“Oh, you were miserable to be around. I’ll never forget that pitiful look you had every morning when the group was setting up breakfast,” mom says. She has a big smile that makes me smile, too.

“Pitiful enough for you to marry,” dad says, striking some kind of knightly pose. We all laugh at that. Dad ruffles my mane. “But, no, Daydream. We’re not going to move for a long time. Remember how mommy used to be a very important pony?”

Used to?” Mom whinnies, but dad ignores her with a sly grin.

“We came out here so we could raise you in peace. If we didn’t, we’d hardly have time to see you in the day! And even if we do decide to move again, we’d make sure to take you with us. I’m sorry if we were talking to each other for so long. Having a foal is exciting, but it also means a lot of hard work and planning,” he says, kissing my cheek. “Feeling better?”

“Yeah,” I say, but another question pops into my head. “Is she gonna be nice?” I ask, putting a hoof over mom’s tummy.

“Of course she will!” dad says. “And if she’s not, we’ll drop her off in the desert.”

Hockim.” Mom shoves him with a wing, and he gets a muzzle full of feathers.

“I kid, I kid...mostly,” dad says, giving me a wink.

Mom’s hoof runs down my back and makes small circles on my withers. “I think she will, but part of that will be up to you, Daydream.”

“Really?” I ask. Mom nods all slow and wise.

“Your dad and I are going to give her as much love as we give you, but we can’t tell you how much or how little to love somepony else. That’s a decision everycreature has to make for themselves.”

“What if she doesn’t like me because I don’t have wings or a horn? What if she’s mad that I’m an earth pony?”

“Honey,” mom says, and this time she uses her teacher voice to make me look at her. “Your father and I will tell you as many times as it takes. We love you just the way you are, Daydream, and it’s going to be the same with your sister. She could have eight horns and twelve wings for all I care.” I giggle at that before mom continues. “None of that is going to change how she feels about you. Only you decide how other creatures see you.”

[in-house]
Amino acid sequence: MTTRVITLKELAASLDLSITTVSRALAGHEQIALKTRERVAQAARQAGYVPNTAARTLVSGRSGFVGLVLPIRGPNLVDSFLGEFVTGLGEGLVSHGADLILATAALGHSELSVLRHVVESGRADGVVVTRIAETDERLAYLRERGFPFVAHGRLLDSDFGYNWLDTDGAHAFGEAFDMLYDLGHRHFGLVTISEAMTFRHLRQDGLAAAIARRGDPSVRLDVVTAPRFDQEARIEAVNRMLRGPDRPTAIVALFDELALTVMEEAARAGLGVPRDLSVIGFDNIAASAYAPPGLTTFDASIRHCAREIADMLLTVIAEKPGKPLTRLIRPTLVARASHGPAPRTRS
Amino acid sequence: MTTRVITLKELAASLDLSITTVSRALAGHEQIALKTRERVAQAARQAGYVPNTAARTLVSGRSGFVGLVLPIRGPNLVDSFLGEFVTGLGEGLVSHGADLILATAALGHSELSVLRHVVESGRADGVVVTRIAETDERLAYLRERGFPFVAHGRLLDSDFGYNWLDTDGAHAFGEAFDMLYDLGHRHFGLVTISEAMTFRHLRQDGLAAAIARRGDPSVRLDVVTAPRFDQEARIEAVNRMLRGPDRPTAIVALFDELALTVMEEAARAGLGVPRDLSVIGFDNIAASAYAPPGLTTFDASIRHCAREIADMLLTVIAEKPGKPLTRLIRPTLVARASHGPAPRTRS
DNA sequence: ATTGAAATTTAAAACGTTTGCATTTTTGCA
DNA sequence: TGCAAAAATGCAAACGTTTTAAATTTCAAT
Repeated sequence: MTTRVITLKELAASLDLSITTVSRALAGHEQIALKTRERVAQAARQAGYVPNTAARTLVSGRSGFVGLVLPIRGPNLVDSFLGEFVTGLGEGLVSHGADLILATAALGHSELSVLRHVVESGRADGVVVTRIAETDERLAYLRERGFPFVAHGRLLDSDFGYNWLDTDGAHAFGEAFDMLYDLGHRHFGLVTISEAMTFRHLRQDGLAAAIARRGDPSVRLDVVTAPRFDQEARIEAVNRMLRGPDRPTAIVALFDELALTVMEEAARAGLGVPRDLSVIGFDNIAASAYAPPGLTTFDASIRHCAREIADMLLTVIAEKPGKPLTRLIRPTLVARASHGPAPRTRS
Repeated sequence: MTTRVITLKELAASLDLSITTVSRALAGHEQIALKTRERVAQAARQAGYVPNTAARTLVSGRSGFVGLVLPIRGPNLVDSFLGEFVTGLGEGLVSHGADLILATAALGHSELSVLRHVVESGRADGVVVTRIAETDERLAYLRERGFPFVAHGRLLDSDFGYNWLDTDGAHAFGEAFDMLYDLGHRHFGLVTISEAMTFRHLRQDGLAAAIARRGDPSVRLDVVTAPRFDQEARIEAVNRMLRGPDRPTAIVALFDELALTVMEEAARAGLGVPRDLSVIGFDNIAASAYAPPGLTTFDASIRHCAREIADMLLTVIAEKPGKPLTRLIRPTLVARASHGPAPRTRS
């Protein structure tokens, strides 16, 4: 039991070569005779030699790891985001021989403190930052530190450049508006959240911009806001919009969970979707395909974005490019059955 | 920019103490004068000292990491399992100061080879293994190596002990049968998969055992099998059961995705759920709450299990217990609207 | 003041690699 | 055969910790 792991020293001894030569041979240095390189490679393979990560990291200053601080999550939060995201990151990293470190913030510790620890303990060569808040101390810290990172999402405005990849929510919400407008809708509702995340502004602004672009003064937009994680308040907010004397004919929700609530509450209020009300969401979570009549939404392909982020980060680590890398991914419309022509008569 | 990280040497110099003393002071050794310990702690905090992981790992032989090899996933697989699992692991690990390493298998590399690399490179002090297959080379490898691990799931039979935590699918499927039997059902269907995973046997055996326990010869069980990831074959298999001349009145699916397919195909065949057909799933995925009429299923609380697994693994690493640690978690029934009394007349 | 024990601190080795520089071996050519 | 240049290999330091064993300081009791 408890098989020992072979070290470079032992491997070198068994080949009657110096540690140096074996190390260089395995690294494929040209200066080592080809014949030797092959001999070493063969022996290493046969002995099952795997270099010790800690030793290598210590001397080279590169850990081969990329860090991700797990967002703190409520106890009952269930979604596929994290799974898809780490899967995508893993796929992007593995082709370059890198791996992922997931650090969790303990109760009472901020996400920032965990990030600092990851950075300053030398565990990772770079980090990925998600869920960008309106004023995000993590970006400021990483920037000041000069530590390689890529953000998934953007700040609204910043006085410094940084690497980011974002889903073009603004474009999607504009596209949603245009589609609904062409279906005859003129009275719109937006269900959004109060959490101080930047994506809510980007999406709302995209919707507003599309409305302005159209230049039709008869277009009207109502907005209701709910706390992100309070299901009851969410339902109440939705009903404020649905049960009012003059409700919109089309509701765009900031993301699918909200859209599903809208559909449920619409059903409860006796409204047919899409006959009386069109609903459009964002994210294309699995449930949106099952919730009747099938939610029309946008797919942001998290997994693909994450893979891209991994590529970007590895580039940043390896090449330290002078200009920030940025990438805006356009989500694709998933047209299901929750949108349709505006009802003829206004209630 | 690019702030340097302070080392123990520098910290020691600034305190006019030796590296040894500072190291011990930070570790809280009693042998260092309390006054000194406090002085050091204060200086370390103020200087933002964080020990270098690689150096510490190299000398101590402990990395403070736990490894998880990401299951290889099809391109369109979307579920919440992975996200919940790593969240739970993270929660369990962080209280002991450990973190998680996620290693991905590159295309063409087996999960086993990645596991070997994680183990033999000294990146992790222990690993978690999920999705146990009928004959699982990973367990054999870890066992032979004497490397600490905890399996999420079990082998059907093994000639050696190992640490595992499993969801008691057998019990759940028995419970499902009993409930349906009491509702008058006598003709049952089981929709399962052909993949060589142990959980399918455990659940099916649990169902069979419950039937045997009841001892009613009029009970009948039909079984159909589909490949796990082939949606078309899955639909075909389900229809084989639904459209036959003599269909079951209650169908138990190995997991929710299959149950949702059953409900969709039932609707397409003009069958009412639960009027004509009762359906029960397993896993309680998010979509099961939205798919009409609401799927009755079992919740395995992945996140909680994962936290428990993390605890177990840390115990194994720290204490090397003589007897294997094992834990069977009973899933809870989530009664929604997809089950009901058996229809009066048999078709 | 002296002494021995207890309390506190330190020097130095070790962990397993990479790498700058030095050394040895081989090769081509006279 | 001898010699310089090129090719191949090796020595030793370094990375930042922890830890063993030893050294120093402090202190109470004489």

Dad chimes in, pointing a hoof at mom’s tummy. “She’s going to enter a big, new world, Daydream. I know you don’t remember, but it’s quite a fright to be born. There are lots of scary things out there, and it’s up to you to help protect her—just like we protect you. If you show her that you can be kind and compassionate—like I know you are—I’m sure she’ll act the same towards you.”

I feel big all of the sudden. If I had wings, I think I could cover all of us with them with room to spare. Something important happened, and I’m glad it did even if I don’t understand it all the way. Tilting my head, I look at mom and nod. “Alright, I think I’m ready. She can come out now.”

Dad chokes on his eggnog and coughs it into his sweater. Mom’s on her side, slapping the couch with a wing and snorting like a Sweet Apple Acres pig. It’s the hardest I’ve seen them laugh ever. I’m proud it was because of me, even though I don’t know what I said. At some point, mom wraps us up in one giant hug.

“I’m afraid she’s not going to be here for a little while, but you’ll get to meet her soon, I promise.”

“Ok. I hope she likes Daring Do,” I say, and they laugh again.

“Me, too, Day. Want us to read you some before we head to bed?” dad asks, and I jump up from between them.

“Yeah! Can you do your Ahuizotl voice tonight? He’s so cool!”

“Oh, I don’t know. Only if Daring Do can escape my clutches!” His voice gets really low and gruff again, and he and mom start to chase me around the Hearth’s Warming tree and up the stairs to my bedroom, but he’s evil so he makes me go brush my teeth first.

While my mouth is full of foam and water, I ask them if I can get another sister for next year, too.

“Ha! We’ll work on it, kiddo,” dad says, and mom gives him a look that I don’t even know how to describe.

They read a few chapters before I start getting sleepy, and they tuck me in with a kiss each. Mom reminds me to tell Auntie Luna everything that happened today when I have my dream, and I tell her I will.

Even when they turn off the lights, I’m still smiling to myself.

I just know my sister is gonna be the best Hearth’s Warming gift ever.